Maps are graphical models or simplified views that represent the distribution of a collection of features on the Earth's surface. To provide a consistent spatial data representation of a feature there must be agreement on how to classify it, how to delineate it, the criteria for inclusion, valid attributes to assign to it, and the appropriate way to symbolize it. In the previous chapter we examined the federal response to the creation and maintenance of a data base of street centerlines for the nation. Such a file is composed of a relatively unambiguous and easily identifiable set of geographic features. These features are very tangible and can be graphically represented as a set of line segments that form the links of an integrated network. For example, while differences of opinion exist among agencies regarding the appropriate classification of roads and the set of attributes that should be assigned to them, the task of delineating and representing them is straightforward and can be achieved from a wide variety of source materials. In contrast, the natural environment presents a much more complex set of challenges. Naturally occurring features such as wetlands are not only difficult to classify, but they also have poorly defined edges, tend to change through time, appear and disappear at different scales, and often can only be delineated with field work and skilled interpretation based on specialized source materials, such as color infrared photography. Furthermore, the areal extent or quantity of natural features has important ramifications for economic policy, land use controls, taxation, and environmental concerns.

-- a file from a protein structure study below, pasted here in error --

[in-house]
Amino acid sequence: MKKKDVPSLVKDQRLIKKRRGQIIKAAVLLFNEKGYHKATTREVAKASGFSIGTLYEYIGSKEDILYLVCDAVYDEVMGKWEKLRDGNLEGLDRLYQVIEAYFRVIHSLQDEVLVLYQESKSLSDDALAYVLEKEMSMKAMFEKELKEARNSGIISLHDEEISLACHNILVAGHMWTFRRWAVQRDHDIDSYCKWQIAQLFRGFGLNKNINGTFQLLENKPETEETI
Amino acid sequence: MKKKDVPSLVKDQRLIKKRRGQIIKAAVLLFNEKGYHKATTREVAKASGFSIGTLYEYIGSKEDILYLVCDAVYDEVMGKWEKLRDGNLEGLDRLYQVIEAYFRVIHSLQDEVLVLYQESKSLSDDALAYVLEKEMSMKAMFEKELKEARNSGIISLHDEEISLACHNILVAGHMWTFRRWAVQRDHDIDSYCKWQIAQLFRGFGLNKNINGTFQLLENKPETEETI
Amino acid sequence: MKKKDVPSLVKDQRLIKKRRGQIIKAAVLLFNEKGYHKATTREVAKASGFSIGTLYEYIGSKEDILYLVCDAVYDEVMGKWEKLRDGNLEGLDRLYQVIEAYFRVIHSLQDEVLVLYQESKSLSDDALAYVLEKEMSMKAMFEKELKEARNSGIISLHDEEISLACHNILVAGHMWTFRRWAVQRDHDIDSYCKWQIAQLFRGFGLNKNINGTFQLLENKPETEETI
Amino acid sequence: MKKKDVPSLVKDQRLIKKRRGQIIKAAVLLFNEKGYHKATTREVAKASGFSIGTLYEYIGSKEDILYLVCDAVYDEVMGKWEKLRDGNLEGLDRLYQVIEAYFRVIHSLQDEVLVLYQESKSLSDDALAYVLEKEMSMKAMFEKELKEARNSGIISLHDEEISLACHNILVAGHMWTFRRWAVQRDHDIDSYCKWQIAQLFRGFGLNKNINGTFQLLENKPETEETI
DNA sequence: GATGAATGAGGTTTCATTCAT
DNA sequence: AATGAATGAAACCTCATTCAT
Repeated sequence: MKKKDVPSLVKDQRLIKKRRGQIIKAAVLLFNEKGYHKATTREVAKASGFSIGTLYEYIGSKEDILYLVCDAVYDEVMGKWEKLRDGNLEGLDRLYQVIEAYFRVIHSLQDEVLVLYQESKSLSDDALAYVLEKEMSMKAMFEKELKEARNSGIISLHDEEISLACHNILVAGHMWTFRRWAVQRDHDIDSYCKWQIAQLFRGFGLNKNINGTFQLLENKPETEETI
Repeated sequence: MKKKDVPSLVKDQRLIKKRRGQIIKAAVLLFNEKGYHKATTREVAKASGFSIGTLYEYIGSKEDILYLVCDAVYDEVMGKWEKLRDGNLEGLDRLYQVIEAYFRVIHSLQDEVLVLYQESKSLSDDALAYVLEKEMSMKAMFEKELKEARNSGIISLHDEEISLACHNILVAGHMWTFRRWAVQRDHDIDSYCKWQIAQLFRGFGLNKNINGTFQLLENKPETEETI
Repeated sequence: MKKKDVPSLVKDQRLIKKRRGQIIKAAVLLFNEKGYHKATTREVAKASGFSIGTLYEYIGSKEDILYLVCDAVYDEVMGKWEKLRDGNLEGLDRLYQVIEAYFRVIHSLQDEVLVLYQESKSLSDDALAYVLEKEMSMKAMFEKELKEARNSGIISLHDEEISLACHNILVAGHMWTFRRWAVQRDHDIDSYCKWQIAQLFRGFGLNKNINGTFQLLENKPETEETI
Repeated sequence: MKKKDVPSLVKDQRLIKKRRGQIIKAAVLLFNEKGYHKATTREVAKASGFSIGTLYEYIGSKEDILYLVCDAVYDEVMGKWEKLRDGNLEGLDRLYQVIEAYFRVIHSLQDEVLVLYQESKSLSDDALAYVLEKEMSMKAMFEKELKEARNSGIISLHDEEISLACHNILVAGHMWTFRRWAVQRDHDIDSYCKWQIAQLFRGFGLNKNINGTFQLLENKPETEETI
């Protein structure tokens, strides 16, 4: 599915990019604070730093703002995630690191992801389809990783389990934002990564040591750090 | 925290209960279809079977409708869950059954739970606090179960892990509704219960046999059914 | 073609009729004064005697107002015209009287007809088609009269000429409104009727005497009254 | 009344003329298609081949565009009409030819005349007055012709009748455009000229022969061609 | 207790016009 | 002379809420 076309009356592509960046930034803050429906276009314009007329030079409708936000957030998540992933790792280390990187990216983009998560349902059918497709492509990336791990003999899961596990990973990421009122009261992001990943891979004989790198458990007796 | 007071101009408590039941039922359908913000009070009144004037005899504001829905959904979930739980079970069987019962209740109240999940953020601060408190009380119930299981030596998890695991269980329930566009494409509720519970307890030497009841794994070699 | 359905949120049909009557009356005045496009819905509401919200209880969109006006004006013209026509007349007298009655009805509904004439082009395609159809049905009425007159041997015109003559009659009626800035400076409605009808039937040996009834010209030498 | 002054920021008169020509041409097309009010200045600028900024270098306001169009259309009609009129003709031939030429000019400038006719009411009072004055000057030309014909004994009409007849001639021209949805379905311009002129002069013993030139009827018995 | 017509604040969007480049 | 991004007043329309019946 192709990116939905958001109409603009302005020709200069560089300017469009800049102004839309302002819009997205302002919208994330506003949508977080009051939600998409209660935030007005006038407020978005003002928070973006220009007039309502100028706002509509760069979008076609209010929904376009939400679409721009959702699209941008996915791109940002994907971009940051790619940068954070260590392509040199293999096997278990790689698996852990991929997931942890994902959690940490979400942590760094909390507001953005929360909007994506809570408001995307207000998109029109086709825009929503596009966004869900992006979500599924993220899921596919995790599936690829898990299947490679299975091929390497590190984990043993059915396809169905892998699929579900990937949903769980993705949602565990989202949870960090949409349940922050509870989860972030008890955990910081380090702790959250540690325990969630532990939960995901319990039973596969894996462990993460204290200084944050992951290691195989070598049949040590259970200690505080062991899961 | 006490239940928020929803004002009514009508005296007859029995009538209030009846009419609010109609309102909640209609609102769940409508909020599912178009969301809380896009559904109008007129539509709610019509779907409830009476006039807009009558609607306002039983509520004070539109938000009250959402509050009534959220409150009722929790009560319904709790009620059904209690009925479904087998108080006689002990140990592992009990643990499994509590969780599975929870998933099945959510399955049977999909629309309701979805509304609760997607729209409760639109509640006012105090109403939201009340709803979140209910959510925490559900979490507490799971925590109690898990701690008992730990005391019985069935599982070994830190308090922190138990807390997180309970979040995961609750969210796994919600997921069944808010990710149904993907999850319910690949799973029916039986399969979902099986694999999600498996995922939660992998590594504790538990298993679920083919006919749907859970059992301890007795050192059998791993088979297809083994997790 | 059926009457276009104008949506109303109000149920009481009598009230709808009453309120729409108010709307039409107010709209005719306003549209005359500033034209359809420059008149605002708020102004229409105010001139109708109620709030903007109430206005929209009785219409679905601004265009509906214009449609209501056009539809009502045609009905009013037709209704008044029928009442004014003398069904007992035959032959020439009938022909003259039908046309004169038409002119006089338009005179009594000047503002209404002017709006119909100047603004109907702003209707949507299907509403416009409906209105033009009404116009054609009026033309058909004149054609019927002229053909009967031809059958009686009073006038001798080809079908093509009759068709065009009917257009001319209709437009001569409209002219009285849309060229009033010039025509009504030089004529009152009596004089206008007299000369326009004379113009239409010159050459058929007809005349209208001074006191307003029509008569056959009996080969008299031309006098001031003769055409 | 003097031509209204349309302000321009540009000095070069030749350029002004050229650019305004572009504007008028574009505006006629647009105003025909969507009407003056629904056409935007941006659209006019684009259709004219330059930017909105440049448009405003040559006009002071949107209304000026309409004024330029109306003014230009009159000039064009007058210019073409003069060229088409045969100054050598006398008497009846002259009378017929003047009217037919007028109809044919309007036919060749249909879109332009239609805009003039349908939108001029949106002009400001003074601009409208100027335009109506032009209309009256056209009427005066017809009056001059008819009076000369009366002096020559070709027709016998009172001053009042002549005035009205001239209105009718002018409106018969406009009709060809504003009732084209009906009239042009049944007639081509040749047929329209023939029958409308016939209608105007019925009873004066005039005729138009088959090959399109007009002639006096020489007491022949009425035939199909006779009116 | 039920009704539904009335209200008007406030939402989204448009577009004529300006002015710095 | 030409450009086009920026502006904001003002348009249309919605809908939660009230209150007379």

To monitor whether the mandate for no net loss of wetlands is being followed, there needs to be accurate data regarding the spatial distribution of existing wetlands through a time interval. In other words, there is a need for a series of wetland maps, and there really is no other acceptable alternative. Armed with GIS and the appropriate series of digital maps, it would be relatively easy to evaluate the distribution of wetlands. For example, an important tool of modern GIS is the ability to measure the area of features. In fact once a wetland area is encoded into the system, its area is automatically calculated. In a digital world it is also easy to automatically compare wetland maps at different times to measure and to display changes.

Unfortunately, the fact that the tools exist to monitor wetland change does not mean that governments have been able to implement such systems. From a mapping science perspective several problems exist. The most fundamental issues are classification, delineation, resolution, and representation of wetland data. Although the FGDC is beginning to address



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